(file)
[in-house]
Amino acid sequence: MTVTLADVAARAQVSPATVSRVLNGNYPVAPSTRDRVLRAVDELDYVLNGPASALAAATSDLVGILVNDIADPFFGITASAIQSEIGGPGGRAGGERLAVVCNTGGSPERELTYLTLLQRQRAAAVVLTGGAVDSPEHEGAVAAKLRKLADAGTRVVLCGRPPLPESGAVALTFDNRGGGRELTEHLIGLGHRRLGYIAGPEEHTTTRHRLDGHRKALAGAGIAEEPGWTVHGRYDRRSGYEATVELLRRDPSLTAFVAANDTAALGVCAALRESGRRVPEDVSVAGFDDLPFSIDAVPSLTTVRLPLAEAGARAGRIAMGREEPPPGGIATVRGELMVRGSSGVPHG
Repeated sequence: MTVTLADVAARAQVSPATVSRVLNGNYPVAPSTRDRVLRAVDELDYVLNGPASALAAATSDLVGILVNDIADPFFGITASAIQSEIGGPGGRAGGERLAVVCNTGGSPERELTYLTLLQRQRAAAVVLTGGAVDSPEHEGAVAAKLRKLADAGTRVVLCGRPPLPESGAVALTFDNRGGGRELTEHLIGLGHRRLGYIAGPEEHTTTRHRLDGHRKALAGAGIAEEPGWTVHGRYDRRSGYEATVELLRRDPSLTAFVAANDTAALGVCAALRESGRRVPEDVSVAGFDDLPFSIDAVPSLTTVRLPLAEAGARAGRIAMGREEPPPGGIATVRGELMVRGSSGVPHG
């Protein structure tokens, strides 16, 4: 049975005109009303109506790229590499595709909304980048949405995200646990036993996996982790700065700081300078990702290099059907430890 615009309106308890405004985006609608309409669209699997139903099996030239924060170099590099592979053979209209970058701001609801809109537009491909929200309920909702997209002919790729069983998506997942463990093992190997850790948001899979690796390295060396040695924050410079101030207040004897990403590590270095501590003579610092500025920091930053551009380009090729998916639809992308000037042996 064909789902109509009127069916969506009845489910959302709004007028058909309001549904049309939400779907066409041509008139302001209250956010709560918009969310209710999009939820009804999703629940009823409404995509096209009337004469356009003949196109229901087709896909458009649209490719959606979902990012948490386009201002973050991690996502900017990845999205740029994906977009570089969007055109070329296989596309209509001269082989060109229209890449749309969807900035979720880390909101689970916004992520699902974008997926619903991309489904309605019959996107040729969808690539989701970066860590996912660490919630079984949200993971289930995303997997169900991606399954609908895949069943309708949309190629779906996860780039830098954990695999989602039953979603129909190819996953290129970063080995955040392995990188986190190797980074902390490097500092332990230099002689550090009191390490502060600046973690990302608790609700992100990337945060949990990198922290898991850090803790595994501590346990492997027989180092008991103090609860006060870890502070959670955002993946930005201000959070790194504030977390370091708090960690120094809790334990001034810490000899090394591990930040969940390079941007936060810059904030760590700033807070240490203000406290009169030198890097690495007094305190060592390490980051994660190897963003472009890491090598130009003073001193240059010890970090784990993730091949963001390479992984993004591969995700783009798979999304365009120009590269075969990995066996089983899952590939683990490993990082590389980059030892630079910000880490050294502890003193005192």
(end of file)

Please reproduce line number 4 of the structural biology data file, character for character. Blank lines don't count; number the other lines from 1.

């Protein structure tokens, strides 16, 4: 049975005109009303109506790229590499595709909304980048949405995200646990036993996996982790700065700081300078990702290099059907430890 615009309106308890405004985006609608309409669209699997139903099996030239924060170099590099592979053979209209970058701001609801809109537009491909929200309920909702997209002919790729069983998506997942463990093992190997850790948001899979690796390295060396040695924050410079101030207040004897990403590590270095501590003579610092500025920091930053551009380009090729998916639809992308000037042996 064909789902109509009127069916969506009845489910959302709004007028058909309001549904049309939400779907066409041509008139302001209250956010709560918009969310209710999009939820009804999703629940009823409404995509096209009337004469356009003949196109229901087709896909458009649209490719959606979902990012948490386009201002973050991690996502900017990845999205740029994906977009570089969007055109070329296989596309209509001269082989060109229209890449749309969807900035979720880390909101689970916004992520699902974008997926619903991309489904309605019959996107040729969808690539989701970066860590996912660490919630079984949200993971289930995303997997169900991606399954609908895949069943309708949309190629779906996860780039830098954990695999989602039953979603129909190819996953290129970063080995955040392995990188986190190797980074902390490097500092332990230099002689550090009191390490502060600046973690990302608790609700992100990337945060949990990198922290898991850090803790595994501590346990492997027989180092008991103090609860006060870890502070959670955002993946930005201000959070790194504030977390370091708090960690120094809790334990001034810490000899090394591990930040969940390079941007936060810059904030760590700033807070240490203000406290009169030198890097690495007094305190060592390490980051994660190897963003472009890491090598130009003073001193240059010890970090784990993730091949963001390479992984993004591969995700783009798979999304365009120009590269075969990995066996089983899952590939683990490993990082590389980059030892630079910000880490050294502890003193005192």